Watching the Watchers with Robert Gruler Esq.

Abbott Bans Mandates in TX, Fifth Circuit Abortion Case Update, Petito Coroner Says Strangulation

October 12, 2021 Robert Gruler Esq.
Watching the Watchers with Robert Gruler Esq.
Abbott Bans Mandates in TX, Fifth Circuit Abortion Case Update, Petito Coroner Says Strangulation
Show Notes Transcript

Texas stands up against vaccine mandates as Governor Abbott issues a new executive order that targets all entities in Texas. The Fifth Circuit is set to issue a ruling in the Texas abortion lawsuit and we review the government brief in opposition to the Court’s stay. The coroner who examined Gabby Petito’s body reveals new details about her death and shares his categorization of her death. And more! Including:​

🔵 Texas Governor Greg Abbott issued a new executive order banning vaccine mandates across Texas.​
🔵 Abbott also added the vaccine mandate issue to the Special Session of the legislature.​
🔵 Jenn Psaki at the White House blames the decision to ban the mandates on “politics.”​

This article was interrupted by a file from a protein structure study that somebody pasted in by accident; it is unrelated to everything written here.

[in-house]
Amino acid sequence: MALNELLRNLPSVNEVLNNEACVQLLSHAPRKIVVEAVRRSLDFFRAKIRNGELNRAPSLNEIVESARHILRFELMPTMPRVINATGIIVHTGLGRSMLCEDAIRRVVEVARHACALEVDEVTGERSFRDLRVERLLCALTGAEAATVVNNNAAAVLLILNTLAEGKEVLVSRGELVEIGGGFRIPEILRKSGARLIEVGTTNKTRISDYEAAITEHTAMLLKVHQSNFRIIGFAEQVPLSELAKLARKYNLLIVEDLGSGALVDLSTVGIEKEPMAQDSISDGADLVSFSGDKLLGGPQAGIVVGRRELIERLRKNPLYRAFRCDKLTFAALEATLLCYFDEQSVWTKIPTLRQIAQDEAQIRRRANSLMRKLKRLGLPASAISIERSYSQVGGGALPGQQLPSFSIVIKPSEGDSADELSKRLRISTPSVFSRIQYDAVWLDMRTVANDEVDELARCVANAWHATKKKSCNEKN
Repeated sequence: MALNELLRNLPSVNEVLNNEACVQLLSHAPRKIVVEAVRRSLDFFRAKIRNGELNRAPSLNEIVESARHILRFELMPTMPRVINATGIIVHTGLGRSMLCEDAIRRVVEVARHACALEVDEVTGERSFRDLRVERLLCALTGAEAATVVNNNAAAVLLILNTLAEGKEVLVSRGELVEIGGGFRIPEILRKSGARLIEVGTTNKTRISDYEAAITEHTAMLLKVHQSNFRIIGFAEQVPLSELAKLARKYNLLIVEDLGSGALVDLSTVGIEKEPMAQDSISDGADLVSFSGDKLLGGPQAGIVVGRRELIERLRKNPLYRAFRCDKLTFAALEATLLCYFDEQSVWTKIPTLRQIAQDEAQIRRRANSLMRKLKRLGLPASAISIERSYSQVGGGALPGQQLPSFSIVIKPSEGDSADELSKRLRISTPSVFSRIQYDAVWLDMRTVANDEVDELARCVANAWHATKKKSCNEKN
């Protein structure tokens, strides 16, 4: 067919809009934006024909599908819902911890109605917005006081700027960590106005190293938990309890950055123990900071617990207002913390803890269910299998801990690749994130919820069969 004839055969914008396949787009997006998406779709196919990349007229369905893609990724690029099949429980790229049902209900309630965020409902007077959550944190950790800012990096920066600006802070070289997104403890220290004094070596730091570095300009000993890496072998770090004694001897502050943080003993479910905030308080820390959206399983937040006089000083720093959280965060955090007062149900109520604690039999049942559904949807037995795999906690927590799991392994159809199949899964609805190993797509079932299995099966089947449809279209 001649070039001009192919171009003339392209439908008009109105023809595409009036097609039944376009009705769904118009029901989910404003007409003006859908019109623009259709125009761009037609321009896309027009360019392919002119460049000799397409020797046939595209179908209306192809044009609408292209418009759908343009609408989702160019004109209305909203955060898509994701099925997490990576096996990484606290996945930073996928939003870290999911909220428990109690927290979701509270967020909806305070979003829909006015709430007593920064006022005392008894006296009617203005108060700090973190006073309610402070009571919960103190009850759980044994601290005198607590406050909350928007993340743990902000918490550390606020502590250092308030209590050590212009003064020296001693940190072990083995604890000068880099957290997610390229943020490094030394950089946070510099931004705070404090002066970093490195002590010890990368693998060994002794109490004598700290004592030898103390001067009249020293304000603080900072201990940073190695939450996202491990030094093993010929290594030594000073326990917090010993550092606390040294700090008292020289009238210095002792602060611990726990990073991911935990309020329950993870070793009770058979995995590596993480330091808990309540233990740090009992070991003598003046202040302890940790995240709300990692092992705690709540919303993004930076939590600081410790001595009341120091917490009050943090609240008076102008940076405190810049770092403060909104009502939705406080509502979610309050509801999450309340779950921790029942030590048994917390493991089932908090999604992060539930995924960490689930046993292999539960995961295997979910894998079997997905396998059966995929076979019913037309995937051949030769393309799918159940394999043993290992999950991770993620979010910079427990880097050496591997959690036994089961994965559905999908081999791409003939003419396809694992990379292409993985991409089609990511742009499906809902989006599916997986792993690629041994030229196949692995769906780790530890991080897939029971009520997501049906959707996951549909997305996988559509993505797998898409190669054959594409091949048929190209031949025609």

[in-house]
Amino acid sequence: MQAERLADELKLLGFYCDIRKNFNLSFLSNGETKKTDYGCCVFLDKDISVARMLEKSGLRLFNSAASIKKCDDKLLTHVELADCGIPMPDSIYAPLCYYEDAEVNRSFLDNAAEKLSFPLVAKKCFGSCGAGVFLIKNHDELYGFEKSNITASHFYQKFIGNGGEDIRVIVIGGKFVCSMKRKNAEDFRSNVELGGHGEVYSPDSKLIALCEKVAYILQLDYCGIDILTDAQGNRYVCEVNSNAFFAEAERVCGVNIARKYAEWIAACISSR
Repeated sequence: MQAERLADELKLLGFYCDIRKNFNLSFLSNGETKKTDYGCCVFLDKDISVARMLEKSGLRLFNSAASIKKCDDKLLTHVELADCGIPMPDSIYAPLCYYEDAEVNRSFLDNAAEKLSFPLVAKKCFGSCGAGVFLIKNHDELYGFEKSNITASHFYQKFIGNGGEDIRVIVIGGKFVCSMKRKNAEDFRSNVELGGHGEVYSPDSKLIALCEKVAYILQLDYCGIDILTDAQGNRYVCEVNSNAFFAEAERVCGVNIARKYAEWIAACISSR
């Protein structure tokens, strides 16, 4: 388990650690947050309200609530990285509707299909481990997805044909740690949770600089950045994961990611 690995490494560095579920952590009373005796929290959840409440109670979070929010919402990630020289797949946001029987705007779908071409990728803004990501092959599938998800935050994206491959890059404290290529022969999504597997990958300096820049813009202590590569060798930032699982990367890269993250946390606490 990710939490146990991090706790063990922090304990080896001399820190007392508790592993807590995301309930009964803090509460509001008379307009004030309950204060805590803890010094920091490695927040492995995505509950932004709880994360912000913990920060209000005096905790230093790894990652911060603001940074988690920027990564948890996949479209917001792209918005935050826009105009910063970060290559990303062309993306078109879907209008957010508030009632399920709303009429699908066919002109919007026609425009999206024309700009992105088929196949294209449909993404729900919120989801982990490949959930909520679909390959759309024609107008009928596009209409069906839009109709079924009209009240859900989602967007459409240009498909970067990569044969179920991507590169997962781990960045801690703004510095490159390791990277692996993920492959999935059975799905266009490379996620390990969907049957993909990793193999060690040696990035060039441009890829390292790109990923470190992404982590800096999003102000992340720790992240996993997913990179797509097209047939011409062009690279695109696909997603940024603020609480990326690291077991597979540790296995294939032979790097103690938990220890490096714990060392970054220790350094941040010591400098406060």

🔵 Review of Abbott’s executive order and referral to the state legislature.​
🔵 The Fifth Circuit issued an administrative stay of the injunction in the Texas abortion case.​
🔵 Review of the Fifth Circuit docket, which shows a lot of recent activity in USA vs. State of Texas.​
🔵 Justice Department lawyers submit a brief in opposition to the Fifth’s Circuit’s stay of the injunction.​
🔵 Review of the DOJ brief, submitted by DOJ Civil lawyers Daniel Winik and Kyle T. Edwards.​
🔵 Gabby Petito’s manner of death is found to be strangulation caused by homicide. ​
🔵 Who is the Petito coroner Dr. Brent Blue and what role will he play in the trial? 
🔵 Review of Dr. Blue’s testimony during a press release today, including where he indicated that Gabby’s body was left in the wilderness for 3-4 weeks.​







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#WatchingtheWatchers #GovernorAbbott #VaccineMandates #Texas #FreedomFlu #FifthCircuit #Abortion #SB8 #TexasAbortionBan #GabbyPetito #Petito #Coroner #CauseOfDeath 

Speaker 1: